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Parents found guilty of involuntary manslaughter in 4-year-old’s death


Photos from Metro Police

Colleen Rimer and Stanley Rimer

Updated Tuesday, March 1, 2011 | 5:28 p.m.

Rimer trial verdict

KSNV coverage of verdict in trial of Stanley and Colleen Rimer, March 1, 2011.

Stanley and Colleen Rimer, accused in the death of their special needs son who died after being left in a hot family vehicle in 2008, were found guilty Tuesday of involuntary manslaughter.

The eight-man, four-woman jury also found both of the parents guilty of multiple counts of child abuse and neglect.

Chief Deputy District Attorney Marc DiGiacomo estimated that could mean prison terms from 14 to 36 years for Colleen Rimer and 21 1/2 to 54 years for Stanley Rimer.

Judge Douglas Herndon set bail at $500,000 for Stanley Rimer and $250,000 for Colleen Rimer. Sentencing was set for 9 a.m. May 31.

Despite arguments by their attorneys to let them stay under house arrest until sentencing, Herndon immediately remanded both of them into custody.

"You can't not look at the fact that we're dealing with a situation where a 4-year-old child was left alone for 17 hours without anybody ever having the state of mind to think to go look at him, look for him, to see if he needed lunch after being at church for three hours, needed dinner, needed to get ready for bed, no one checked any of those things," Herndon said.

Police said Jason’s body was found on Monday morning, June 8, 2008, after being left in the family's SUV, where he was strapped in his seat after his mother had driven him and several other members of the family home from church.

Both of the Rimers have said they were ill that day and were staying in their bedroom. They said they had thought one of the other children had taken Jason out of the vehicle. Jason had myotonic dystrophy and was unable to get out of the seat himself.

According to testimony, the temperature inside the locked car could have climbed to 130 degrees or more. Prosecutors told the jury the boy basically "baked to death" in the hot SUV.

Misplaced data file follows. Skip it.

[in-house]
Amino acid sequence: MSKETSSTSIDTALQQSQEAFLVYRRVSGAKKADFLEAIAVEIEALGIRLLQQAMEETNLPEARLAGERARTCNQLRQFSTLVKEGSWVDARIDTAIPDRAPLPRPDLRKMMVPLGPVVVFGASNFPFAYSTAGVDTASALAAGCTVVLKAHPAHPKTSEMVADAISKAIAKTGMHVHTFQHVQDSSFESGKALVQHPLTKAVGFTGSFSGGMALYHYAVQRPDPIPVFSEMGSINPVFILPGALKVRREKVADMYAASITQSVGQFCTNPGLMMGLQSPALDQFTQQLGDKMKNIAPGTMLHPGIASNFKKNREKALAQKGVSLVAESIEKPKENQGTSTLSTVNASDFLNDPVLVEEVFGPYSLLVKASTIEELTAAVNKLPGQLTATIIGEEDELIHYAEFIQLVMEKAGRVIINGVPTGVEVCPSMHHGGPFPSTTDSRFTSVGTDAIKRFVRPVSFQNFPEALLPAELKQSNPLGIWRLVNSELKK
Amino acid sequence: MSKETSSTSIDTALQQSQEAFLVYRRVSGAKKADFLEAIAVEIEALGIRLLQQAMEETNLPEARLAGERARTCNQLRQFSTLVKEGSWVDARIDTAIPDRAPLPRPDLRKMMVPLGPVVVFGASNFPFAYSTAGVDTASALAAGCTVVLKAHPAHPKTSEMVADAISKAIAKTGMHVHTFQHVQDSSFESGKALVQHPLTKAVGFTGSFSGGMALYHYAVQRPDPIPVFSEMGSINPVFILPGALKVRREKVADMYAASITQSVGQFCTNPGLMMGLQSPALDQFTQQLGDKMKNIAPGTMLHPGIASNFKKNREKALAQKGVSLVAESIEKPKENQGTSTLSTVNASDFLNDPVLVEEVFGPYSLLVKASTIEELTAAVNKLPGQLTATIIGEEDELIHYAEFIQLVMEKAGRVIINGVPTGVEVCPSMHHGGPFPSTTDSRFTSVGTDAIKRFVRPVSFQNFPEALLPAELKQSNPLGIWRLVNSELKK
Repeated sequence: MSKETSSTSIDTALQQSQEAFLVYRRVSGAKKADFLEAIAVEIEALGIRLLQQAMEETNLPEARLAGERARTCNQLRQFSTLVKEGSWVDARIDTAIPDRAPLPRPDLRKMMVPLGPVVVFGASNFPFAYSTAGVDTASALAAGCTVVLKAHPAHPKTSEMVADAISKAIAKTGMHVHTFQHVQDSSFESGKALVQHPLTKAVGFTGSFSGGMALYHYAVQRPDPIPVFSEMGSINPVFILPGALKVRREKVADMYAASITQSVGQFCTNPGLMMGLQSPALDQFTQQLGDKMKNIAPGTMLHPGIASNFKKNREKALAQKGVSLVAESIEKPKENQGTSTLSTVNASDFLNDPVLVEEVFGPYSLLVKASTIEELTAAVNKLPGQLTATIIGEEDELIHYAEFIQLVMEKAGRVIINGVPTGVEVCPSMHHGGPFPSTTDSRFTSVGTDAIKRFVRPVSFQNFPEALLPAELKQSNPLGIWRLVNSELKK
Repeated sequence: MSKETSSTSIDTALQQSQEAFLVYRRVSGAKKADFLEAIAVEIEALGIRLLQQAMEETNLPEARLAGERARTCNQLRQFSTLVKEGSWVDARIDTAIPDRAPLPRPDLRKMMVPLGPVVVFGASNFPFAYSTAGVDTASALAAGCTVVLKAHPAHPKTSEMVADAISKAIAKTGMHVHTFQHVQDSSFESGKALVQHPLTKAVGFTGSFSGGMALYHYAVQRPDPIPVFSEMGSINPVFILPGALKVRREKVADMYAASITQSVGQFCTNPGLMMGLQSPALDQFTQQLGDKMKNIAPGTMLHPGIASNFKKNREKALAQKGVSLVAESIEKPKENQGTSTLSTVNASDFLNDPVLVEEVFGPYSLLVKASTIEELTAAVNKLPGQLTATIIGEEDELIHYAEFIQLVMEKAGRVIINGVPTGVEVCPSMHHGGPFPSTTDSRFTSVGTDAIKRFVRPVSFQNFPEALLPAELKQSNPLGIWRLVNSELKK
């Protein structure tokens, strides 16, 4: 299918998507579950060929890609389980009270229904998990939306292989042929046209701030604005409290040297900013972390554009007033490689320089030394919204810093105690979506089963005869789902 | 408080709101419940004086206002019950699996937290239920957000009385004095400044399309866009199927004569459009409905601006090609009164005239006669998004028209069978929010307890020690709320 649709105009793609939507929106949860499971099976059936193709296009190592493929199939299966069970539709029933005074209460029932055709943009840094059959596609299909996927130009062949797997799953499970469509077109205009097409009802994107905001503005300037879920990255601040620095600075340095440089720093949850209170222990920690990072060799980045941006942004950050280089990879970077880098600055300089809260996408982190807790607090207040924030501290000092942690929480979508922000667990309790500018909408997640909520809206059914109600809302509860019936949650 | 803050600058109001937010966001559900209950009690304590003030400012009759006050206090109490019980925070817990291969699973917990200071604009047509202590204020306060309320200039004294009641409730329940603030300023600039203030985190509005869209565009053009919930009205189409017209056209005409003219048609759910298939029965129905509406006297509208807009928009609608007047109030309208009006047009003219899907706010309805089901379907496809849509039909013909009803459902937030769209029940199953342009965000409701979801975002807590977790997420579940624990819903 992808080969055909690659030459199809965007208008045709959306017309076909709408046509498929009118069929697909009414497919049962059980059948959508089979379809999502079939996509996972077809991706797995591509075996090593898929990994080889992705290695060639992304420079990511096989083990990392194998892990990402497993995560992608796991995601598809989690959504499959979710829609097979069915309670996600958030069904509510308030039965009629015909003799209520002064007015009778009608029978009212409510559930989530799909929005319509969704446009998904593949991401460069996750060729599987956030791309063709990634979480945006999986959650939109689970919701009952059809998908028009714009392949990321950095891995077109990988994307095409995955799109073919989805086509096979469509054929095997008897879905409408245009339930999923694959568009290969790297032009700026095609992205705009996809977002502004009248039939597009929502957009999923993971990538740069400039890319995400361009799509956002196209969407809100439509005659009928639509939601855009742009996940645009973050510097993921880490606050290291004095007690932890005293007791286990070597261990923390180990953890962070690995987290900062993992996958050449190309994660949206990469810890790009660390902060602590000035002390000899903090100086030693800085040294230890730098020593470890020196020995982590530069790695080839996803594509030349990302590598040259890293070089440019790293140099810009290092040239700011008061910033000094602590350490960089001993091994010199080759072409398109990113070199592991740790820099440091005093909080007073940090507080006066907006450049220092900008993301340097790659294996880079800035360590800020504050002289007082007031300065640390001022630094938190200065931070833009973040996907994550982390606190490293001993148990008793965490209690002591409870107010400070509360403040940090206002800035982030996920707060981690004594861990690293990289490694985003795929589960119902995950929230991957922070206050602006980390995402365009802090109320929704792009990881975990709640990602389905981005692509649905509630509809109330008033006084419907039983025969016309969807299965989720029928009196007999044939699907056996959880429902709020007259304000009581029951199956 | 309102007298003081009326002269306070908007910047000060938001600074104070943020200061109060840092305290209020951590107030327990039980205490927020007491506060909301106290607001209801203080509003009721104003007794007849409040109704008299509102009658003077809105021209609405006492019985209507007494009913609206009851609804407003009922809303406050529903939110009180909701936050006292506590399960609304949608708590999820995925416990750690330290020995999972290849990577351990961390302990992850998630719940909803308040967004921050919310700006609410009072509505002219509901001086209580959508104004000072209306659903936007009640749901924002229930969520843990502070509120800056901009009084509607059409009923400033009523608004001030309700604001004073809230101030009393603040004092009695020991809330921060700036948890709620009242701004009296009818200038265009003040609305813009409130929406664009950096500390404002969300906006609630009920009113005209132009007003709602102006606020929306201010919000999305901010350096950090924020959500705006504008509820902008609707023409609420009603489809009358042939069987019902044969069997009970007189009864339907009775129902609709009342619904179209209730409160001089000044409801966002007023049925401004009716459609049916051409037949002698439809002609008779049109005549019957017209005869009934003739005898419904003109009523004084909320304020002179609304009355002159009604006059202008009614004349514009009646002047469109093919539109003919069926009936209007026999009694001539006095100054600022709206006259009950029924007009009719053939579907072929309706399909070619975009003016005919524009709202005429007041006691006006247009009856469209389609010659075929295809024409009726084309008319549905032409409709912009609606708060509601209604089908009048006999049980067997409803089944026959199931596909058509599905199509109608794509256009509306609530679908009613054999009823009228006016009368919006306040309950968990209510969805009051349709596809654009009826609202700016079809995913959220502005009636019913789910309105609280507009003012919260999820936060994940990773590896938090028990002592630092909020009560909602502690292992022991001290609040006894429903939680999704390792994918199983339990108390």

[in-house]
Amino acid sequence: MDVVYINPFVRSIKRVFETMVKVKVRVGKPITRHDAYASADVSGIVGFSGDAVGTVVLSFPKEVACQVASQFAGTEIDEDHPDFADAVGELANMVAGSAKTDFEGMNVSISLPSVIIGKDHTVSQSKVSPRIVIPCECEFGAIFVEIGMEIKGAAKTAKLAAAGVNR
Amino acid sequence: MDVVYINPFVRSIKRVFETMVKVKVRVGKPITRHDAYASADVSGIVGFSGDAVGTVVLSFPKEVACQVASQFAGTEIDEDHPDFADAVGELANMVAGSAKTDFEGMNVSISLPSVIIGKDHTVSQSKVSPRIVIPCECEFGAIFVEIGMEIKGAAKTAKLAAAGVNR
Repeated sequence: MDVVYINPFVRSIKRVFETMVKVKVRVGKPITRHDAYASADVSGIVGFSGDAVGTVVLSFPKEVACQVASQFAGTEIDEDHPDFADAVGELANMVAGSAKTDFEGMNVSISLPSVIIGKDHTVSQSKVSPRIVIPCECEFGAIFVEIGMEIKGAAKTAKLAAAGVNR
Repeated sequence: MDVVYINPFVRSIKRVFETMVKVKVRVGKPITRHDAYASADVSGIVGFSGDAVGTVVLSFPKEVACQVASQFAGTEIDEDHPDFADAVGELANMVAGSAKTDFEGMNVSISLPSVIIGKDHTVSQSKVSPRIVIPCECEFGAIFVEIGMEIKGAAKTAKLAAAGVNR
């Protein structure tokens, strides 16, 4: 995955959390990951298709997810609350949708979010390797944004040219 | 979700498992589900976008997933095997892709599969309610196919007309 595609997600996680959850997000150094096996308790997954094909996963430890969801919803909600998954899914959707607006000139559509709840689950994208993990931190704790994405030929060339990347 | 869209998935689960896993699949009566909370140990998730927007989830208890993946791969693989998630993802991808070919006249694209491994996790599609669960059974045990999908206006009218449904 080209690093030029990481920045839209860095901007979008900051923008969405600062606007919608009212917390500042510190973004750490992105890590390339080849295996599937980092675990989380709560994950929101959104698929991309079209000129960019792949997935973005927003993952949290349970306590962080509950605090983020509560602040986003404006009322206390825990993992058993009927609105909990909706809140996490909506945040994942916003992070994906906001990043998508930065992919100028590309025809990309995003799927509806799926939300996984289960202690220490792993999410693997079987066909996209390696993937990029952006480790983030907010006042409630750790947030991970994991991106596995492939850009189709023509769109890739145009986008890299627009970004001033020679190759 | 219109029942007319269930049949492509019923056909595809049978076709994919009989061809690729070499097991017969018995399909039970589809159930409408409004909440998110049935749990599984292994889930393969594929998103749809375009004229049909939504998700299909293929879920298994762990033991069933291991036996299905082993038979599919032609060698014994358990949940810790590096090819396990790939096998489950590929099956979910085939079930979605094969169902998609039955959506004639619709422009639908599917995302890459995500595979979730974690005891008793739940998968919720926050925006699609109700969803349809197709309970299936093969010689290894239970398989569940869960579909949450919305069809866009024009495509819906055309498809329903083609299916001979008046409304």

During the trial, jurors heard from several of the Rimers’ eight children, from Child Protective Services investigators and a church caregiver about the conditions at the home and the hygiene of the children.

During the trial, prosecutors tried to demonstrate that the Rimers had a history of neglect and abuse of their eight children, which led to the tragedy of Jason being left in the vehicle.

The judge was particularly critical of Stanley Rimer.

"The thought process that goes into thinking it's OK to break a boat oar across the ass of your child is seriously flawed," Herndon said.

"It indicates to me a real concern about the kind of judgment that you exhibit about the affairs in your life.

"And that's separate and apart from the threats that were issued to state workers that are trying to help the children by calling them up and telling them you know where they live and spouting their home addresses."

The judge said because of those "threat of violence or just generalized threats to these people," he thought both of needed to be brought into custody and be psychologically evaluated before sentencing.

The jury had been asked to consider a second-degree murder charge in Jason Rimer's death, but returned a guilty verdict of the involuntary manslaughter instead.

The jury also found both of them guilty of child neglect and endangerment resulting in substantial bodily harm and both guilty of child abuse and neglect of Jason before June 8, 2008.

The jury also found Stanley Rimer guilty of separate child abuse and neglect charges of Spencer Rimer, Enoch Rimer and Quaylyn Rimer. Testimony in the trial revealed that Rimer used corporal punishment on the boys with two boat oars and that one of them had broken while he was disciplining one of his sons. Colleen Rimer was found not guilty of those charges.

The jury also found them both guilty of separate child abuse and neglect charge of their son Aaron Rimer, who has a learning disability and who was found by a special education teacher to have had body lice at one time.

The defense attorneys asked the judge to poll each of their jurors. Each of them agreed that those were the verdicts they had reached.

CORRECTION: An early version of this story included the incorrect year of Jason Rimer's death. | (March 2, 2011)

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